Looking over the field for today's running of the Kentucky Derby one is impressed with the recent form of Alydar, winner of his last four races. The son of Raise A. Native is ready for the race of his life while there is some question as to the sharpness of his main challenger, Affirmmed, last year's 2-year old champion.
The big question is, is Affirmed sharp enough to whip Alydar.
Trainer Laz Barrera is supposed to know his way around the track. Affirmed won four races in as many tries in California but was not as impressive there as Alydar was in Florida and Kentucky. In his next to last race Affirmed whipped Think Snow by nine lengths. The comment in the Racing Form was "handily." In his last race, the Hollywood Derby, Affirmed beat Think Snow by two lengths and the comment was an ominous "driving."
So what does Barrera do? He stops on Affirmed, giving him only gallops until April 29 when he breezed him 1 1/8 mile in 1:56 1/5, trotting horse time for his caliber of horse. But, Barrera had his rider "ask" Affirmed for speed the last eighth of a jile which he did in :12 1/5, unquestionally race horse time.
Then, in a most imaginative maneuver, Barrera worked Affirmed five furlongs Wednesday in a fine :59. After that work it became apperent what he was doing. Barrera knew that Affirmed was low in energy in california April 12. So he built his stamina with a slow breeze that had to carry him the 1 1/4 miles after the last eighth in :12 1/5. Having satisfied himself with his ability to run long, without having to expend much energy to do so, Barrera then showed his stuff. He worked Affirmed the five furlongs that should have him fairly screaming to run.
Alydar and Affirmed are dead even on their best races. The reason Affirmed whipped Alydar more than the beat him was that trainer John Veitch, a relative newcomer, decided to start the promising Alydar in a stake race. Imagine, a maiden in a stake race. Alydar never did get synchronized after that. His idiosyncracies were attributed to bullheadedness and slow learning. But experience has proved that every time a trainer tries to jump his conditions, like having a six-round fighter go 10 rounds instead of first going eight, the horse is never quite right for a long time. In the Laurel Futurity Affirmed appeared able to take Alydar even if they had gone around the track once more.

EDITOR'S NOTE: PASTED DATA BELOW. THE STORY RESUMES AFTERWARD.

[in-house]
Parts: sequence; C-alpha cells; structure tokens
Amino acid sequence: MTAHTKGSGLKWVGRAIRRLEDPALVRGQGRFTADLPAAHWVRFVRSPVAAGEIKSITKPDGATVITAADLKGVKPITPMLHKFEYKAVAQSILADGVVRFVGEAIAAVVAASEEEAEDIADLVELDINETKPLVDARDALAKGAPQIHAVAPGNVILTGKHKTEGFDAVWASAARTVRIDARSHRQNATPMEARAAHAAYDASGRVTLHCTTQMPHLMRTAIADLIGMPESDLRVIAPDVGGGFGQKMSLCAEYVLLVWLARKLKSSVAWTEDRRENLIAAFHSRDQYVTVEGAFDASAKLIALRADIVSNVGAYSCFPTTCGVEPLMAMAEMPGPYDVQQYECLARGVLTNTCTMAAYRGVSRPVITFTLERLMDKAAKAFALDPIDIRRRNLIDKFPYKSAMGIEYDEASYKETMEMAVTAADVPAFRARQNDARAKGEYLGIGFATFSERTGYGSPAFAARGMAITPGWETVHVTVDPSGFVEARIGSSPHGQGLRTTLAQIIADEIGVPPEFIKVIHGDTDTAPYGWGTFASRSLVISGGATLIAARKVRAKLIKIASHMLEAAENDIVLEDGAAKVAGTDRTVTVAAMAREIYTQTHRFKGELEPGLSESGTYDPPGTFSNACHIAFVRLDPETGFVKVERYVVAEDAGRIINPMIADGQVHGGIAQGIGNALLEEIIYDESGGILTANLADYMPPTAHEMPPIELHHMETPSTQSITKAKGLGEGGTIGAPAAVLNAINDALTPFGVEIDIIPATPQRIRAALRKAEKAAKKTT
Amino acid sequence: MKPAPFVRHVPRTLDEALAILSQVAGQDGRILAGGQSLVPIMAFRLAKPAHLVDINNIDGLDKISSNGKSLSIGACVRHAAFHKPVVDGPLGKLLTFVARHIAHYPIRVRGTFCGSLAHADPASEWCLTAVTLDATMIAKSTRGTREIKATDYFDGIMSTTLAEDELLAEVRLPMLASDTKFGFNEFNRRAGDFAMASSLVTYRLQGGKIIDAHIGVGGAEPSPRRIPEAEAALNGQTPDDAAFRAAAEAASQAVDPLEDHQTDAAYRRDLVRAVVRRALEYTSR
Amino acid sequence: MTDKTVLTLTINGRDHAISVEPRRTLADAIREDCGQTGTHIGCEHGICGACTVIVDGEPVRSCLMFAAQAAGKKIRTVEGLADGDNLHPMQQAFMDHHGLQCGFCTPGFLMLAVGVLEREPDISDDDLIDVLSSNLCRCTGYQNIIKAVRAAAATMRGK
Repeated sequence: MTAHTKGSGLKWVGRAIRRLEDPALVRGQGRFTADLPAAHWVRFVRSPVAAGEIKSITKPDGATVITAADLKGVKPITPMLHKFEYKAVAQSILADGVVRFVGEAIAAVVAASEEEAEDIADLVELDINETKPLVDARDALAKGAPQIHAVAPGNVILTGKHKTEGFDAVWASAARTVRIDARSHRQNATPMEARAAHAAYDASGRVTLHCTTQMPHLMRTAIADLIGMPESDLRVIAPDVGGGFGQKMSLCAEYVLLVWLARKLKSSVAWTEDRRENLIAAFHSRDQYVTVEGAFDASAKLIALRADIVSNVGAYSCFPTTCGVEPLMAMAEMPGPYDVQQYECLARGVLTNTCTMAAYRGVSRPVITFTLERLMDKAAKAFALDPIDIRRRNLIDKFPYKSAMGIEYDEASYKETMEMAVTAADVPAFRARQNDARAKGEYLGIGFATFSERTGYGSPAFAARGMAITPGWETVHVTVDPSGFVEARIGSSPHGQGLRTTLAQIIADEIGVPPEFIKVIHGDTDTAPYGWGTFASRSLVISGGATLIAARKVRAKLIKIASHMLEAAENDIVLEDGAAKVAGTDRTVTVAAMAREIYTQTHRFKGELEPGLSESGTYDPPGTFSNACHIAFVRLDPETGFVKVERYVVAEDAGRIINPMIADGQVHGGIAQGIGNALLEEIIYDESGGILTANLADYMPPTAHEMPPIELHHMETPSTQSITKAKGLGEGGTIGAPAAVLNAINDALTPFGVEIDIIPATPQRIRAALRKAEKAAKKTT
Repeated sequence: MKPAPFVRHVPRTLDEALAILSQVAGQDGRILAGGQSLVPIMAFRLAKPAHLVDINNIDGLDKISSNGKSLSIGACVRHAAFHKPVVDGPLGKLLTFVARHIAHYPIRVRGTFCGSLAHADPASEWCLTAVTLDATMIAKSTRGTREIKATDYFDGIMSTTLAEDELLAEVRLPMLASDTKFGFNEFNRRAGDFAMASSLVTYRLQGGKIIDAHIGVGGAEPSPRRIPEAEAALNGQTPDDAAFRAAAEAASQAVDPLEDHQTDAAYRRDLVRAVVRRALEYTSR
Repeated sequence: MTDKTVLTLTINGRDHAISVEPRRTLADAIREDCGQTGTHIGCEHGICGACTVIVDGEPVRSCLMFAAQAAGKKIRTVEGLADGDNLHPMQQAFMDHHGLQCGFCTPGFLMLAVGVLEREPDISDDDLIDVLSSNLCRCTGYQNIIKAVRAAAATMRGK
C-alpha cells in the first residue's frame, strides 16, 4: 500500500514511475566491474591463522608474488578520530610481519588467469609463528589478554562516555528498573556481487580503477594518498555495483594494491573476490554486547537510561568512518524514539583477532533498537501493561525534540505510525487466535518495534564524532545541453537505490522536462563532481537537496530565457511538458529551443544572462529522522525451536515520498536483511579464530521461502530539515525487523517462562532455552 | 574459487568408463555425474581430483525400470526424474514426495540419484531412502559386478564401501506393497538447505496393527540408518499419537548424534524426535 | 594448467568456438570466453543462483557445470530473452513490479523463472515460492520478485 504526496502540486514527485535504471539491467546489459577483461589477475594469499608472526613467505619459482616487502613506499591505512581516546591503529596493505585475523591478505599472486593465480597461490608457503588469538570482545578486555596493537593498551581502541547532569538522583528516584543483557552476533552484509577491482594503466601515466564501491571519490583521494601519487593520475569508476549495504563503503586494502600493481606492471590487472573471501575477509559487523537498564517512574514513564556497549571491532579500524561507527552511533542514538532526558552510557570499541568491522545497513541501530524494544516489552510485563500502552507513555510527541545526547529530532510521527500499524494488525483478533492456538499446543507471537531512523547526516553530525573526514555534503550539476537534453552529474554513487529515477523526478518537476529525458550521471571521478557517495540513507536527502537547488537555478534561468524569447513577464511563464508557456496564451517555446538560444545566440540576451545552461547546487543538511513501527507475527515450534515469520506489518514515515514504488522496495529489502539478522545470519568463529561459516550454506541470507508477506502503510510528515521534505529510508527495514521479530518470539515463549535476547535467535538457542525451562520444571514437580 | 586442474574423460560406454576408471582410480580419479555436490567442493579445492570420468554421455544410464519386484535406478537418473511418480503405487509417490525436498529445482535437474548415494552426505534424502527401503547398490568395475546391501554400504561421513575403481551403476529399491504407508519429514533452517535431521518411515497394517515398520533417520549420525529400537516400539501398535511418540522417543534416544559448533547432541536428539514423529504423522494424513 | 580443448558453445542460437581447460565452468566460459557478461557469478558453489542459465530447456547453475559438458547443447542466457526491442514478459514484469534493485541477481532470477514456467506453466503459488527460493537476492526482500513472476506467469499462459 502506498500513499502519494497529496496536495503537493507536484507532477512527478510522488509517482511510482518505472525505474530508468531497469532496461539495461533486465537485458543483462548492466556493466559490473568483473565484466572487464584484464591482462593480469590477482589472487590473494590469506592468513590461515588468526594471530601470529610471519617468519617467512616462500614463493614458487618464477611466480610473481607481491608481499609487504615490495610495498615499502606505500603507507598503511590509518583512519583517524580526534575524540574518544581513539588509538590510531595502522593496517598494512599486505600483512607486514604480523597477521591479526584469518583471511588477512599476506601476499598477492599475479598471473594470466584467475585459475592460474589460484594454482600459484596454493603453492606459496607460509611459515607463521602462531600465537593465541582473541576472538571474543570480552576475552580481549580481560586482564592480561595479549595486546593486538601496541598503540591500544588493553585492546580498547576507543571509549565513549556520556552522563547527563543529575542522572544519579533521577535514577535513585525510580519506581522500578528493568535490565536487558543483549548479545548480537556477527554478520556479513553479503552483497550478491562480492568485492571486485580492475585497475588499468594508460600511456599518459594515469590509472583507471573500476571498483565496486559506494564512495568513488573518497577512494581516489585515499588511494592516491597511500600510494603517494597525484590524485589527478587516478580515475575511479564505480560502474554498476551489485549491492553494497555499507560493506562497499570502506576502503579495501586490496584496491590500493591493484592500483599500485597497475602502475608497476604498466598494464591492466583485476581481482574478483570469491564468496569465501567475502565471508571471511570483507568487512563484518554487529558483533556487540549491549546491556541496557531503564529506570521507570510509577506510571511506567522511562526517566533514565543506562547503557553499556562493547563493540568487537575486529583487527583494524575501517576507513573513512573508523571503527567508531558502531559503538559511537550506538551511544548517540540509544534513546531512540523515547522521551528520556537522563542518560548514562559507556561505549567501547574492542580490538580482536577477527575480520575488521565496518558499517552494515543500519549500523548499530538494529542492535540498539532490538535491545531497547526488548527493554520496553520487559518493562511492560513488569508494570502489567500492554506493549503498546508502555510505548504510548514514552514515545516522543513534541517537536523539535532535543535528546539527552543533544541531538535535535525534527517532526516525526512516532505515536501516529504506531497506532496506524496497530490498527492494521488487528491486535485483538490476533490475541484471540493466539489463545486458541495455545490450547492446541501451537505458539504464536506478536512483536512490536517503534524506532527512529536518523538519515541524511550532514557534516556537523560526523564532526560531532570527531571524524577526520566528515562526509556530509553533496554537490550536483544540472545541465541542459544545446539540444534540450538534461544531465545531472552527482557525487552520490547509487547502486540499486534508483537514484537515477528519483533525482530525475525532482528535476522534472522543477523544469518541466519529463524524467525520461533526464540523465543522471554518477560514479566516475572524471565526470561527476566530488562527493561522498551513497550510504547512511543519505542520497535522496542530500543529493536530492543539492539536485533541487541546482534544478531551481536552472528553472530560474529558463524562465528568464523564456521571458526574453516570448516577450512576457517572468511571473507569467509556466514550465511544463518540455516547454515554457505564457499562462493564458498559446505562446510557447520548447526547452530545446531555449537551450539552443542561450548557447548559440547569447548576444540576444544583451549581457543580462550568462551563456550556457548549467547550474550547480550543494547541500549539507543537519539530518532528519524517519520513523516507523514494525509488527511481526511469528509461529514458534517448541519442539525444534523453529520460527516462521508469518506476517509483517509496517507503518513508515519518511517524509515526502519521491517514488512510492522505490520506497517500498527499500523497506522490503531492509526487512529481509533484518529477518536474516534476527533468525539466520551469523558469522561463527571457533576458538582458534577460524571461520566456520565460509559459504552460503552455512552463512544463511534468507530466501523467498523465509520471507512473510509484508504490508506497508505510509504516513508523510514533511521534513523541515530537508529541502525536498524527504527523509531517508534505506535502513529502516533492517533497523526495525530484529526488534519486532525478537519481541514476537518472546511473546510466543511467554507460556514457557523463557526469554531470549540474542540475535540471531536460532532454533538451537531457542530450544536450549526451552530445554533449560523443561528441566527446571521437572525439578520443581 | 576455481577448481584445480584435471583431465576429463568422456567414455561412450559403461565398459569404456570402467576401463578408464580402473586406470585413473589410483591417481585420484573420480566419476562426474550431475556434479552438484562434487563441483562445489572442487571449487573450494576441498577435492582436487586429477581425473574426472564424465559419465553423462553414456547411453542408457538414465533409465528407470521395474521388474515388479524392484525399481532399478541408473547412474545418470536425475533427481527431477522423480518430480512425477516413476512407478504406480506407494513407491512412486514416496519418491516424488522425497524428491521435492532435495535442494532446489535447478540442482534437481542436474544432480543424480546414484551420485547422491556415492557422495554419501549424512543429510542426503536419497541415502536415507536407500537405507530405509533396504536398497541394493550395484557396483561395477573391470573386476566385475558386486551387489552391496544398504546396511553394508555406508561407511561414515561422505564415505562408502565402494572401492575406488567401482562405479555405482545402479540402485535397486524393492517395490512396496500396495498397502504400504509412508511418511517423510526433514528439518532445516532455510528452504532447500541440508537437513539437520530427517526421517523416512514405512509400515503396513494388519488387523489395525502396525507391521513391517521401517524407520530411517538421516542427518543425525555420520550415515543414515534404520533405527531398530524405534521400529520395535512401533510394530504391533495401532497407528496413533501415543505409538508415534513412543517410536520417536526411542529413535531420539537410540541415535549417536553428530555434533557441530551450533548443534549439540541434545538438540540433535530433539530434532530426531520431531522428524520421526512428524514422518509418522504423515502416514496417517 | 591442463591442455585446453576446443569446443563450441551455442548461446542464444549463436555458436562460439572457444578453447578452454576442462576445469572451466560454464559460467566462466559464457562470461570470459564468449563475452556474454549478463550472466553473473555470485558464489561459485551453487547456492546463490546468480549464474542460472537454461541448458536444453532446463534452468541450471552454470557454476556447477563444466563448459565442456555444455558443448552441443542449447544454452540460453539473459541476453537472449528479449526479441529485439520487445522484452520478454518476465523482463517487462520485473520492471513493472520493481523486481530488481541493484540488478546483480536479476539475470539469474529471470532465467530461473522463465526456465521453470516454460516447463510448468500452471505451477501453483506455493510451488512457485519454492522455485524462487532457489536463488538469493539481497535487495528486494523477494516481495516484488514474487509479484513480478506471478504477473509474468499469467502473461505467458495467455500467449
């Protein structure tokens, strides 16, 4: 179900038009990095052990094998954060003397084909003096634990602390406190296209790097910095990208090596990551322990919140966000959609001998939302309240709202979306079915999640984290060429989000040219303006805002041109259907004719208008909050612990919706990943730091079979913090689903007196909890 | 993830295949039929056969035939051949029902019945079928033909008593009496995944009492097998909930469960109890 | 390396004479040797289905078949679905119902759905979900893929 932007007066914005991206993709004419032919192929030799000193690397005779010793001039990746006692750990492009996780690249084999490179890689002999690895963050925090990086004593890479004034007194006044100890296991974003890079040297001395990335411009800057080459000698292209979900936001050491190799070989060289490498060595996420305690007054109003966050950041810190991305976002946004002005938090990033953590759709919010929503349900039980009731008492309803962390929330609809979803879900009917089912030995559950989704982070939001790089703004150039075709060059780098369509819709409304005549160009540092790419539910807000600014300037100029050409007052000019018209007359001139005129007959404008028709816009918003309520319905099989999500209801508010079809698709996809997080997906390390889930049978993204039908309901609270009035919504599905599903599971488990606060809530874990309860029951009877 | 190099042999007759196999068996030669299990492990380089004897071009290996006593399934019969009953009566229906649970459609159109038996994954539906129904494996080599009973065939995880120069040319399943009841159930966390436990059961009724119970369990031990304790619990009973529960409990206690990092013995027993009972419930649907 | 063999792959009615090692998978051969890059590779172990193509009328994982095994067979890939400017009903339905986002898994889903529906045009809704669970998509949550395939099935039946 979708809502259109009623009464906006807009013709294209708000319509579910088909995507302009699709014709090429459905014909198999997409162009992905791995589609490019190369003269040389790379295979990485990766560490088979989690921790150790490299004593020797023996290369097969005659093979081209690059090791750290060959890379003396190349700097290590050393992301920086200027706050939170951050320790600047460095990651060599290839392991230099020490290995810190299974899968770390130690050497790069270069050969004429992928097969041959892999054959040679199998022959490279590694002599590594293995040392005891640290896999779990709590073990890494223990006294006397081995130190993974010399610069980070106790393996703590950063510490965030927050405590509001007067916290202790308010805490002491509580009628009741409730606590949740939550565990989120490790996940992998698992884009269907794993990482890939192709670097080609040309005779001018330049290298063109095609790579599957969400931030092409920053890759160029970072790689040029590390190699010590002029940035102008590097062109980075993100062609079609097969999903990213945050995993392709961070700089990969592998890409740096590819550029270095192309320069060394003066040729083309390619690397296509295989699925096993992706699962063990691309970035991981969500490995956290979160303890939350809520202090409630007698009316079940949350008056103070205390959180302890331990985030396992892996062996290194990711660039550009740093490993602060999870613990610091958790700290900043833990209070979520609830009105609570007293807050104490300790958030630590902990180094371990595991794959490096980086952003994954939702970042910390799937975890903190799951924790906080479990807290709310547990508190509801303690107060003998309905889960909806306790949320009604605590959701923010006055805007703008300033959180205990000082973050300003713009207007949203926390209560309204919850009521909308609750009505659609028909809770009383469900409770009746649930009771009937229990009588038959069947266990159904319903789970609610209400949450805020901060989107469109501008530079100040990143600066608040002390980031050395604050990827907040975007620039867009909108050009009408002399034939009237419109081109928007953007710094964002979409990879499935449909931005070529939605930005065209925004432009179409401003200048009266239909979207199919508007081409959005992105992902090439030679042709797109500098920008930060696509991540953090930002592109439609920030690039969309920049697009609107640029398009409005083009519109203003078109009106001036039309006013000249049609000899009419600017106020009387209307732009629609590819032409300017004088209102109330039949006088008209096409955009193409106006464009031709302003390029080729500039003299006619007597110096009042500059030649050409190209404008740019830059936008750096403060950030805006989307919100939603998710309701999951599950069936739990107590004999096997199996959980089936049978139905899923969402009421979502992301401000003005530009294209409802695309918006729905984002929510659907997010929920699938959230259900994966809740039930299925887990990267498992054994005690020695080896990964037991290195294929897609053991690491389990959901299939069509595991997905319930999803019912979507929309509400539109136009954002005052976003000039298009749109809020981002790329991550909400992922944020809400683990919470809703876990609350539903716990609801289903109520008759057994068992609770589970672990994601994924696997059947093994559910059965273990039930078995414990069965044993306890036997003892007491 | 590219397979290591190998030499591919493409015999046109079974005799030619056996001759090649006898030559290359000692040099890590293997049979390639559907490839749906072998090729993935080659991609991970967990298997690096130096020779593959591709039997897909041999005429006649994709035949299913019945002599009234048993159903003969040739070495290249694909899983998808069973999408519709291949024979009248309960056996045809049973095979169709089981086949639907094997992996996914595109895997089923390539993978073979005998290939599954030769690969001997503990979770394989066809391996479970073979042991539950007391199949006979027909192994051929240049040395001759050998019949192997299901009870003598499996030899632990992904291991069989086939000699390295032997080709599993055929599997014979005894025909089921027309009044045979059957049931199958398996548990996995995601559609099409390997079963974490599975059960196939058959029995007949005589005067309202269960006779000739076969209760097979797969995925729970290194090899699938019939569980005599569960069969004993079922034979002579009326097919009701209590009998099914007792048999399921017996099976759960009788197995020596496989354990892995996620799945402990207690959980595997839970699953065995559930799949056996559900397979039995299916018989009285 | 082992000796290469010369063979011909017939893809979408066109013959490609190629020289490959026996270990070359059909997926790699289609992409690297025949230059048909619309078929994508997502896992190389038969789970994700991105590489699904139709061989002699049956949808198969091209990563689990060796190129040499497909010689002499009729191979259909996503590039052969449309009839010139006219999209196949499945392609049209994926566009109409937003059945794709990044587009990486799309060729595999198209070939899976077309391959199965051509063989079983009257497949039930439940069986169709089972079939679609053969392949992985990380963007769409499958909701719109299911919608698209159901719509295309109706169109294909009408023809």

Since then, however, Veitch has not made a wrong move. His give and take of energy with Alydar has been perfect. Even his final half-mile breeze of Alydar in :50 was exciting since his charge had won the Blue Grass by 13 lengths the week before.
So we find the two top colts coming up to the Derby at their best. It is up to the riders to finish the job.
Steve Cauthen is something special. A simple shake of the hand with the 18-year-old leaves one with an eerie feeling. The hands are long and strong, yet gentle. The youngster knows that he has to lay off the quality of speed of horses like Believe It and Sensitive Prince. Alydar nailed him in the Champagne when he elected to duel with several speed horses. He changed tactics in the Laurel Futurity.
Jorge Velasquez is a premier rider. His work with Alydar since he replaced Eddie Maple has been perfect. No doubt he will take back early and hope that Cauthen gets caught up in a battle for the lead with the pacesetters.
Believe It. and Sensitive Prince?
The former is at his very best despite suspicious wheels that appear to sting him at times. Maple lends further incentive for him to win. He should be third.
Sensitive Prince is undefeated and has the powerful finishing Micky Solomone as his rider. His record and latest work say he may be short of the top effort needed to whip the top two
Our selection: Affirmed, in a photo over Alydar.